Of course I don’t have to worry now. They have grown up and left home. Oh, who am I kidding? Of course I still worry; it’s in the job description!

My children do not appear to be psychopaths, so that is a good sign. They are articulate and rational, so that is a good sign. As parents we cling to such signs of hope.

I believe they have to discover their own truths, not just repeat mine, but I have made clear they can pursue any career with my blessing except a military one. It’s my line in the squelchy, North Yorkshire ground. So even my love appears conditional, although I have tried to explain I would still love them if they signed up, yet simultaneously be very, very disappointed. I’d have the kind of disappointed face you see on a small child who discovers Santa is not real and the puppy he thought he was getting for Christmas is actually a pair of socks knitted by Aunty Gertrude, who appears to think he is bilaterally asymmetric. Imagine that face. It would be mine if one of the Offspringses announced their new career in the machine of death. Honestly, they could even be an estate agent, I could cope with that.

So who am I to teach children peace? All I can do is admit it’s hard.

I’m just not sure where that gets us. Read these other posts for more constructive ideas!


That forgiveness thing

See, I had a bad day today and I need to forgive someone and I don’t feel I can. I feel they put my mother at risk when they had a responsibility to step in.

I can make up reasons for their actions. But I can’t absolve them. They were tired. They were under pressure. They had to clean up a lot of mess. They don’t get paid enough to put up with it. They think I am there when I am not.

None of that makes it OK.

Suddenly all the nice words and well-meaning thoughts dissolve and I shout and swear and cry because some idiot left my mother when she needed care.

Fortunately there’s no harm done, and mother is fine. But they didn’t know that.

So already I am going back on my fine sentiments and not forgiving. I managed to forgive myself the other day – it was hard. I can forgive other people for being annoying, or for being unkind to me, or for all sorts of things. When they mess with my family I just see red. It’s the Rubicon and they have not only paddled at the edges, they have waded the full width ad climbed out on the far bank.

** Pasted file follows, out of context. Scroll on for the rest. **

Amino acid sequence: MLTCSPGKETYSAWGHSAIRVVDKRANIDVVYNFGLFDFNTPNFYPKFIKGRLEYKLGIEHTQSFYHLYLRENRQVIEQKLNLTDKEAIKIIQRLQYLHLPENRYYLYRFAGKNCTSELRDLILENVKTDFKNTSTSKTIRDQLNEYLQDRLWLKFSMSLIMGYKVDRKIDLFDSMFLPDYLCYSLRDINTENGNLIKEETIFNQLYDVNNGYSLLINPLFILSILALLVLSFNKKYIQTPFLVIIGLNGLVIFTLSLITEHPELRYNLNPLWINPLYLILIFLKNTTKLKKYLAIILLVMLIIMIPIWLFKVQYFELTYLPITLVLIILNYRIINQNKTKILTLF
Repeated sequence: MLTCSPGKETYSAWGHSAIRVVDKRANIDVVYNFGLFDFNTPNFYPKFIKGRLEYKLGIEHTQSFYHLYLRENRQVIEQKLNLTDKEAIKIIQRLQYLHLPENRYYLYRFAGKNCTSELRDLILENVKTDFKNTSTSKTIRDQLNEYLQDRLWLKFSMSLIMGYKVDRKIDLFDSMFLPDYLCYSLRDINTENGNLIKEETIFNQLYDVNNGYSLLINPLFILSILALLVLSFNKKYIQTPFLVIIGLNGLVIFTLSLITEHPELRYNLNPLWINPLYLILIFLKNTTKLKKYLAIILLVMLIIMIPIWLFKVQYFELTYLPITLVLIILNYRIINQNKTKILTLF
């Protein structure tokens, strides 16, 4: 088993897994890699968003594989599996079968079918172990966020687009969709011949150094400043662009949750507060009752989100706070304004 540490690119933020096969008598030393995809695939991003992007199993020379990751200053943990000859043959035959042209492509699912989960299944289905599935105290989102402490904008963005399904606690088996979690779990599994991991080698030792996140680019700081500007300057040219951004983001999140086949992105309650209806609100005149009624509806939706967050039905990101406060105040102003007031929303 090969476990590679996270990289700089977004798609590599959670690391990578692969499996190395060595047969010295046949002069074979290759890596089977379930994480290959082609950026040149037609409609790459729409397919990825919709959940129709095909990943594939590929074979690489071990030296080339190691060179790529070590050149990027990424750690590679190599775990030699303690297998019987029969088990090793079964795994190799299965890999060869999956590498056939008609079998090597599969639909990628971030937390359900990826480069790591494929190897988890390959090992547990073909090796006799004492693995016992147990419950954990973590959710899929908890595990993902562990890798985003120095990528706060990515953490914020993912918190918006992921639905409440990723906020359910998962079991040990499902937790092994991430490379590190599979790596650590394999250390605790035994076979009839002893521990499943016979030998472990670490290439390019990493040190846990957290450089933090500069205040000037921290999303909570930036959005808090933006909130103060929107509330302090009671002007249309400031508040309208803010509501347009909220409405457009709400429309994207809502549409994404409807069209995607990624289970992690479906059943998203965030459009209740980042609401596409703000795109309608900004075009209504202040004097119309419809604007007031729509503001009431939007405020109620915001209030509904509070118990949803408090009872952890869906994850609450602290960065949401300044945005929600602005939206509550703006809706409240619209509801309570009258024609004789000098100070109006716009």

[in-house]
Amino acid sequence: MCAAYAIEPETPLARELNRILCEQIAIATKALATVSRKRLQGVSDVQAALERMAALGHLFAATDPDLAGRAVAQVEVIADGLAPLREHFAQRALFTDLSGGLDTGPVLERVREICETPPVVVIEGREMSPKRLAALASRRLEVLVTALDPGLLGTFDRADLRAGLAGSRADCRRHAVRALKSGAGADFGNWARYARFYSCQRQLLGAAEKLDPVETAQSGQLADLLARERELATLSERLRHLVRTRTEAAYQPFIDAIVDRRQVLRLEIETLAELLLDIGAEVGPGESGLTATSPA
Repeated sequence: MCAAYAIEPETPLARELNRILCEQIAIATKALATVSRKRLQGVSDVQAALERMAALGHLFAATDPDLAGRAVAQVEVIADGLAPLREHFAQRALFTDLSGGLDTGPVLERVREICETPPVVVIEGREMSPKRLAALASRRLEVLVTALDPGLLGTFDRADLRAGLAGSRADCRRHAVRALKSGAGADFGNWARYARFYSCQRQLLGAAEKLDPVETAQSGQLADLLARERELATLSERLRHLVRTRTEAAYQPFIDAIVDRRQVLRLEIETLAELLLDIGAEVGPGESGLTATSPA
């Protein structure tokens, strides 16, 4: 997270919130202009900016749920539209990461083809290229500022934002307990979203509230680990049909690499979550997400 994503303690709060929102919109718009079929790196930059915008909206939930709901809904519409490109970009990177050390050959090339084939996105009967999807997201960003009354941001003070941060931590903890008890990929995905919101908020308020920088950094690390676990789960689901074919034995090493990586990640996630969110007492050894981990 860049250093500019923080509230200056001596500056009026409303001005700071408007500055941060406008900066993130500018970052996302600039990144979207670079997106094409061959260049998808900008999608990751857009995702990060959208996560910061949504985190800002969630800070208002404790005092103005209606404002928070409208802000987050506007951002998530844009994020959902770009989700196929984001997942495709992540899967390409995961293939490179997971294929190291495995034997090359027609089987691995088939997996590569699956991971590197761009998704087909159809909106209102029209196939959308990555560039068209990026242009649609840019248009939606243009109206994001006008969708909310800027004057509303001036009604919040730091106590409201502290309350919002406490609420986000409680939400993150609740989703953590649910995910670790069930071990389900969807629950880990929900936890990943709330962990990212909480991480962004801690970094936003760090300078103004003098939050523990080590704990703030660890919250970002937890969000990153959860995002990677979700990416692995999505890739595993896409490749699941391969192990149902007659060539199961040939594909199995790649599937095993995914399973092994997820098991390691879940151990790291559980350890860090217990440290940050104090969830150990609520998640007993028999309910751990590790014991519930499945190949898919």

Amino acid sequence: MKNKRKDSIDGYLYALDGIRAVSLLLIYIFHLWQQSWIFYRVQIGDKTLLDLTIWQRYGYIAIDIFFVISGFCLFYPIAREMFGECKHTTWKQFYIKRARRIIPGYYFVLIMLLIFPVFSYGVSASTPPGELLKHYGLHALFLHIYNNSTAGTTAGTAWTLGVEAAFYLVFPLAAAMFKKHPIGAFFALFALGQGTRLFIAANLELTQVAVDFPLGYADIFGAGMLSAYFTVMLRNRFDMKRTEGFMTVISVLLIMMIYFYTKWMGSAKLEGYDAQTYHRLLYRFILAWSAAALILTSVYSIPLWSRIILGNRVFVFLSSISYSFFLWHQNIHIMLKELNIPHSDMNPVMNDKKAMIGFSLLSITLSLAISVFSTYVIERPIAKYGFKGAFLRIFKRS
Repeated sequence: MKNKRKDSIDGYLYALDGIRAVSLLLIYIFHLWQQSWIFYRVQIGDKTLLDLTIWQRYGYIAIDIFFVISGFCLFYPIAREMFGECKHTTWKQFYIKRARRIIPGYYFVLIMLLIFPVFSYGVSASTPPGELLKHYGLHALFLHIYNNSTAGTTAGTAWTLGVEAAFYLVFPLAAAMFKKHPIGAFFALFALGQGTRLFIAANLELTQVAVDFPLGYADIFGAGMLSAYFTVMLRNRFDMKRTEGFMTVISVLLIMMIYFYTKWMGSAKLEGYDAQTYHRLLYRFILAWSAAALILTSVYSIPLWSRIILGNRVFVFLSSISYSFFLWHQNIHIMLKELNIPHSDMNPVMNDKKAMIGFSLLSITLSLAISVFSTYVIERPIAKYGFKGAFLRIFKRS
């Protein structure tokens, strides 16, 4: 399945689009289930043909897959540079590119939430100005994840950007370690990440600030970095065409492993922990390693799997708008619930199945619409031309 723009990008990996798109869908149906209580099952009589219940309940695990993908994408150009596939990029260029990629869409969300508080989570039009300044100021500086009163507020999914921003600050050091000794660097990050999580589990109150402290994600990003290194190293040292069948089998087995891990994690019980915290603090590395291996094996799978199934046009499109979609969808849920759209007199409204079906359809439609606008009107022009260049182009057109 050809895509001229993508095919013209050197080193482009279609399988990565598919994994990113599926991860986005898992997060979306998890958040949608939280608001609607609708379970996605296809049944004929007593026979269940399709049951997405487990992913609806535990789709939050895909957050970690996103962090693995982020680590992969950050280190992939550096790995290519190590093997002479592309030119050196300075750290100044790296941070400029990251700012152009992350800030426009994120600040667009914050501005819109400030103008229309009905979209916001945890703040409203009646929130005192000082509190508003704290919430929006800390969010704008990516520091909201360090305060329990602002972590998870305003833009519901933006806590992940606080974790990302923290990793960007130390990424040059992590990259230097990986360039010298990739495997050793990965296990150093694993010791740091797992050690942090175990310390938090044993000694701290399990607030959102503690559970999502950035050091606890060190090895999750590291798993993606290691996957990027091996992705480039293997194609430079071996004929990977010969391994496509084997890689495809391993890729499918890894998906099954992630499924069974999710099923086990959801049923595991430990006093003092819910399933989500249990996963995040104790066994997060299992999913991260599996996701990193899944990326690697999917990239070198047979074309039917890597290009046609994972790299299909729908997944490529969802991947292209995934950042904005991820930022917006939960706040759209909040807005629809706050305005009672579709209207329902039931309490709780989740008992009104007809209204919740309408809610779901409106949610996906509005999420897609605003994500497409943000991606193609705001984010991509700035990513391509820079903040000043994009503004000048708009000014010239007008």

I will hold them accountable for their actions, and report it. I will tell the company not to send that carer again. I could do all those things and forgive as well. But I am not sure I will. I think I will fail to let it go.

And why? Holding to account is about expecting people to take responsibility, and does not rule out forgiveness. But I am not forgiving.

I am thinking of Kozo’s post about fear as the cause of suffering, and I can see what is happening here. I can understand, in my head, that it is my fear of failure as a daughter that is driving my inability to forgive. In a way I am not forgiving myself, because I feel I should be providing the care, even though I would be terrible at it, and my mother and I would both be unhappy.  I understand, but my heart cannot feel it is true.

One day I’ll get there. Not today.

And yet, and still, and just because, namaste.

Equinox and Equilibrium – Bloggers for Peace

Things must be bad. In fact, the Apocalypse may be as nigh as a very nigh thing. Today is the Spring Equinox in EBL Towers, and possibly across the whole Northern Hemisphere, which takes its lead from here, and the weather is so cold that even the weather elves on the BBC were complaining about it on the Breakfast News. The BBC Weather team are resolutely of the opinion that all weather is good for something and it isn’t just about being sunny all the time. They will occasionally try to look a little sorry if it has rained for 51 weeks of the year, but only if flooding means they can’t get home for tea. Otherwise they tend to take the meteorological high ground (again, useful if there is flooding), and explain that the weather is not a convenience for humans but a Force of Nature, that farmers need some rain, and that you should just wrap up warm and stop complaining. Obviously no one takes any notice because complaining is compulsory in Britain in order to satisfy the expectations of tourists and generate national income. Once all the visitors go home we relax and party like it’s 1999.

So today when not one, but two, of the elves muttered about the fact that it was unseasonably chilly and you’d never think it was Spring, would you, I got goosebumps and a feeling of Doom. Who were those presenters and what had they done with the actual weather people?

Despite hideous prediction of flood and snow and blizzards anywhere north of France, here in the northern part of England known as God’s Own County we have some cloud and chilliness. The birds are still singing, although we may have to run a soup kitchen for the hedgehogs: apparently the cold Spring may be killing them. They don’t want to get out of bed in the cold, and they don’t have enough snacks to keep them going.

If I may side track for a moment, I have been thinking about how to respond to Kozo’s monthly Bloggers for Peace topic on Flash Forgiveness.

Then I realised that today was a good day to give it a go. Already I have forgiven the grumpy weather elves for being grumpy about weather. Whether or not they care what I think.  I have allowed my initial irritation to fade away and turn into material for a blog post. I know you’re all pleased. I can see it in your eyes.

After digesting the news – bloke with red briefcase about to commit daylight robbery on the general population – I forgave the government for being total idiots. Today I am trying to think of government as a kind of scheme for keeping troublesome toffs off the high street.